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Can Movement Enhance Literacy Lessons?

4 min read

Clarke Occupational Therapist Explains the Value in Moving Around the Classroom Mindfully

Clarke student and teacher on playground
Clarke Occupational Therapist Shantel Isaac, MS, OTR/L, supports Clarke students in and outside the classroom. 

Literacy skills aren’t just vital to children’s ability to learn, they also help engage their imaginations, connect socially and cultivate confidence. To help celebrate literacy and encourage students to become readers and storytellers, World Read Aloud Day has been celebrated for the past 14 years on the first Wednesday of February.

There are many ways that caregivers and teachers can help foster both literacy skills and a love of reading in children. One method is bringing physical movement to literacy lessons—including speech sessions, classroom exercises and even reading together at home.

Why Does Moving Matter?

There’s a common misconception that children need to be seated quietly to read, but movement can actually support their reading. “Movement is essential for brain development and growth,” says Shantel Isaac, MS, OTR/L, an occupational therapist at Clarke New York. “Research shows a connection between movement and cognition. Movement also produces improved blood and oxygen flow to the brain, creation of synapses and more.”

 She notes that adults feel more focused and centered after a good workout or yoga class and children are no different.  

Shantel explains that the connection between movement and learning goes back to infancy. Consider a baby learning to crawl and explore. As the caregivers call out things for the baby to look at, it helps make that connection between what they’re looking at and what they’re cruising toward.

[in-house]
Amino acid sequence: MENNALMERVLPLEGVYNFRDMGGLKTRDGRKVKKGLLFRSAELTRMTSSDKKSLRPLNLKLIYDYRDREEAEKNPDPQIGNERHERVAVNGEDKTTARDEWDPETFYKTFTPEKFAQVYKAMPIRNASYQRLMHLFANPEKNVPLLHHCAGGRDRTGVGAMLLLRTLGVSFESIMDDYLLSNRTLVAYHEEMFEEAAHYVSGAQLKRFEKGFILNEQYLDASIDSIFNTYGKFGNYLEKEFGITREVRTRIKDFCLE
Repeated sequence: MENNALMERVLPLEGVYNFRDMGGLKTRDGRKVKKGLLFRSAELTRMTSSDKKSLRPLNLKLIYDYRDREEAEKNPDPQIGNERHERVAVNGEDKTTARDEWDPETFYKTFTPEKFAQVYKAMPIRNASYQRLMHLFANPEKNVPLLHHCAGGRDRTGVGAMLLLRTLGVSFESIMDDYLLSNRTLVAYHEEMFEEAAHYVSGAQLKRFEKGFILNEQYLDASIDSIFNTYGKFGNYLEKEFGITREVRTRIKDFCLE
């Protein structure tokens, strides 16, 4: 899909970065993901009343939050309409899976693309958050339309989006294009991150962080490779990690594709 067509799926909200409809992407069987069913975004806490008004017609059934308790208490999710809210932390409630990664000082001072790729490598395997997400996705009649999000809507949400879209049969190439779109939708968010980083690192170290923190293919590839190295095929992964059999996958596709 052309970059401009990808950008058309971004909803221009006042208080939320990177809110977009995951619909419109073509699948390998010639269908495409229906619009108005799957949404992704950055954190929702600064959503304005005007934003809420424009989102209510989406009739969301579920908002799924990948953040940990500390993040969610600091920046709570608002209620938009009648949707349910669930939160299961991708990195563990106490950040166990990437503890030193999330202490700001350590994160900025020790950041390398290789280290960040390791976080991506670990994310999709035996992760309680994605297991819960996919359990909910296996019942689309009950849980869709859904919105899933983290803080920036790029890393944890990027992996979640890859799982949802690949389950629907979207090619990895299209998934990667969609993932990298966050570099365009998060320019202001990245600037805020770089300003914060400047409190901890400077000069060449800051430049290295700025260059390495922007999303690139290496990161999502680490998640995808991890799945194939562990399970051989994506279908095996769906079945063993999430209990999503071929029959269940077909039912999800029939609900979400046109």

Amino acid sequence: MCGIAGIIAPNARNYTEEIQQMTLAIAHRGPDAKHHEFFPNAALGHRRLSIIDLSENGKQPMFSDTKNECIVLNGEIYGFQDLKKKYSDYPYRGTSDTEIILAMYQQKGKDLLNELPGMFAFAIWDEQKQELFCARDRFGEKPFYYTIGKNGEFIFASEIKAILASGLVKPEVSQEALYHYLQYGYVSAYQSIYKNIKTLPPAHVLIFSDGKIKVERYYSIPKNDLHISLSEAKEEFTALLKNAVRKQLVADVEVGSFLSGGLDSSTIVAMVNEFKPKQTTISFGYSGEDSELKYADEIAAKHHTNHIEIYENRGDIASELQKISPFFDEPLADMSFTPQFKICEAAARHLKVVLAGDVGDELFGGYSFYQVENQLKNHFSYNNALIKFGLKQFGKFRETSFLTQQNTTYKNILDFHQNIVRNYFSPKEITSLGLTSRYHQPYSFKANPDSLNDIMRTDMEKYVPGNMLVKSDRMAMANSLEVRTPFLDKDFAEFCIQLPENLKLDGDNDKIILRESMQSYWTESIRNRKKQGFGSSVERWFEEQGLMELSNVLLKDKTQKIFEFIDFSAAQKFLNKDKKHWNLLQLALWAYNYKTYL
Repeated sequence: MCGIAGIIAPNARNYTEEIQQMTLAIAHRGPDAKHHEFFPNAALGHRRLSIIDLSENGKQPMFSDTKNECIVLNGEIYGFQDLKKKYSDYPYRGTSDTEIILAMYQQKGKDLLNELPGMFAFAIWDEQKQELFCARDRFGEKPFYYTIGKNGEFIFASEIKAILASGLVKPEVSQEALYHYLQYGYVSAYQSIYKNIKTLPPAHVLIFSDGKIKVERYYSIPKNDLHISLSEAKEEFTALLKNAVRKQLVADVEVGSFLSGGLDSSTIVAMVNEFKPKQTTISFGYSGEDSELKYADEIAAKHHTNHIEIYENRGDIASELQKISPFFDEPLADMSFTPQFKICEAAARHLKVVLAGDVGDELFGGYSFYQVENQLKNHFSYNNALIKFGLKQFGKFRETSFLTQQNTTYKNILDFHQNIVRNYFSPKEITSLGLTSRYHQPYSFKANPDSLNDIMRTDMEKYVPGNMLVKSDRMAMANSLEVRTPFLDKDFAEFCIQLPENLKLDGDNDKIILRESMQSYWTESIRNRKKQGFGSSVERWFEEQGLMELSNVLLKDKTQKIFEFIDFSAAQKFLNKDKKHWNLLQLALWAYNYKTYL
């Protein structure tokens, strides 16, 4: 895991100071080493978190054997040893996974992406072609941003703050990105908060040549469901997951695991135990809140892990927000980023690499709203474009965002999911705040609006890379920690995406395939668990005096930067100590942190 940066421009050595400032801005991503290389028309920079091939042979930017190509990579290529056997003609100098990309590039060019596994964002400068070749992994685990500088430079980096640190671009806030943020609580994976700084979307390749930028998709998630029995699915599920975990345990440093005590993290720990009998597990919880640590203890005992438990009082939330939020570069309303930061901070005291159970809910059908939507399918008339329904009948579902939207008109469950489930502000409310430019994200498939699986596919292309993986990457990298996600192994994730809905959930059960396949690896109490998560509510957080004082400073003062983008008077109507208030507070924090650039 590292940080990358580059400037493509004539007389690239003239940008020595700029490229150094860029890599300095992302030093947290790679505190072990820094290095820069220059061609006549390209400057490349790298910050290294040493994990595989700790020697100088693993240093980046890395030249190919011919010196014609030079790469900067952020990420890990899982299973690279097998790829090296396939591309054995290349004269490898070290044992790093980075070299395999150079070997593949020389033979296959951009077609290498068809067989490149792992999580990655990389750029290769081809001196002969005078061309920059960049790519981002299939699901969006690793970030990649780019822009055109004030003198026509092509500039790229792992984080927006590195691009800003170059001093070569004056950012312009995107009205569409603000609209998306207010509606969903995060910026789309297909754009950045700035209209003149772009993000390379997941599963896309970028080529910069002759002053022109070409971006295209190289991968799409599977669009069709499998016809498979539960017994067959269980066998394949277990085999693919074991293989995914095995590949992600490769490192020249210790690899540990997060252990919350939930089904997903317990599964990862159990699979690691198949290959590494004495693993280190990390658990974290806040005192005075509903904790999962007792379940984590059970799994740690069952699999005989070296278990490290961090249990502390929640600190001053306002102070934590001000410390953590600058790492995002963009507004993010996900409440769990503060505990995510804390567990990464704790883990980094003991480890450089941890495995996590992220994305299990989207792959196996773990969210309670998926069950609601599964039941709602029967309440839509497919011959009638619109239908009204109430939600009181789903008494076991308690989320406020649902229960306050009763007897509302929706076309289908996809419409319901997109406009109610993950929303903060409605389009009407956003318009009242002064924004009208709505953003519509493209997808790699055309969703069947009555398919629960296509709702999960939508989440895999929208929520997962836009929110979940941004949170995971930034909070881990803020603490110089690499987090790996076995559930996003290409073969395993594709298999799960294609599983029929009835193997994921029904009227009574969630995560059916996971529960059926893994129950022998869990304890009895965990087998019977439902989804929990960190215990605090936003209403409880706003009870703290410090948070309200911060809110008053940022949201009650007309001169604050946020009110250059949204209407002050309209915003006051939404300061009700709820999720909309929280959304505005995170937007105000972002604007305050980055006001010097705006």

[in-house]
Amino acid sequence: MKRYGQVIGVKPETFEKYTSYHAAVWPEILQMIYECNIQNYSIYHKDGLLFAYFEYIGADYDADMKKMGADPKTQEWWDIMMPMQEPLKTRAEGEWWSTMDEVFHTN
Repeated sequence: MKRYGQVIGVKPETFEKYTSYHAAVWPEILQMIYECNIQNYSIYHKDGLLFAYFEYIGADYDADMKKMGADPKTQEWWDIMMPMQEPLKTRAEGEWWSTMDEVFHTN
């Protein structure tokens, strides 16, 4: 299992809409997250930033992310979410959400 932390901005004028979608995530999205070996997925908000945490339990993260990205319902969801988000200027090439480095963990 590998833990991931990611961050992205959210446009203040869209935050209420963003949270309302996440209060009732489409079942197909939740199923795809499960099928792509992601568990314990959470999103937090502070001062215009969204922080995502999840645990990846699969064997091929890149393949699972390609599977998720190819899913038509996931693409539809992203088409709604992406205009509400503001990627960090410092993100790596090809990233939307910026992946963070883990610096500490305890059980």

For young children, incorporating strategic movements can help release “the wiggles,” improving their ability to concentrate as well as strengthening the connection to what they’re learning. Shantel offers the example of a student who loved to move around and was having trouble focusing during speech sessions. So, Shantel incorporated movement activities into the session—swinging on a swing, using flash cards during an obstacle course—to provide some needed physical activity while helping the student increase awareness and comprehension of the targeted sounds.

Shantel says that incorporating movement is even more important now, since many children —especially those in cities — had fewer opportunities for physical play while parks, camps, sports and other activities were closed or paused during the height of COVID-19.

What to Consider When Choosing Movement Activities

Certain types of movement are more conducive to learning than others, particularly for students who are deaf or hard of hearing.

Shantel notes that many children with hearing loss have difficulty with balance, which should inform the kinds of movement the teacher or caregiver introduces. “Start at the ground level,” she says. “For example, if you want them to hop to sound out a word, have them hold on to a wall or table. If you’re kicking a ball but some children lack the strength or balance for that, instead have them march with a pause to stop on one leg and improve their balance.”

Teachers and caregivers should also think strategically about how the movement connects with the learning objective, as well as the child’s personality and interests.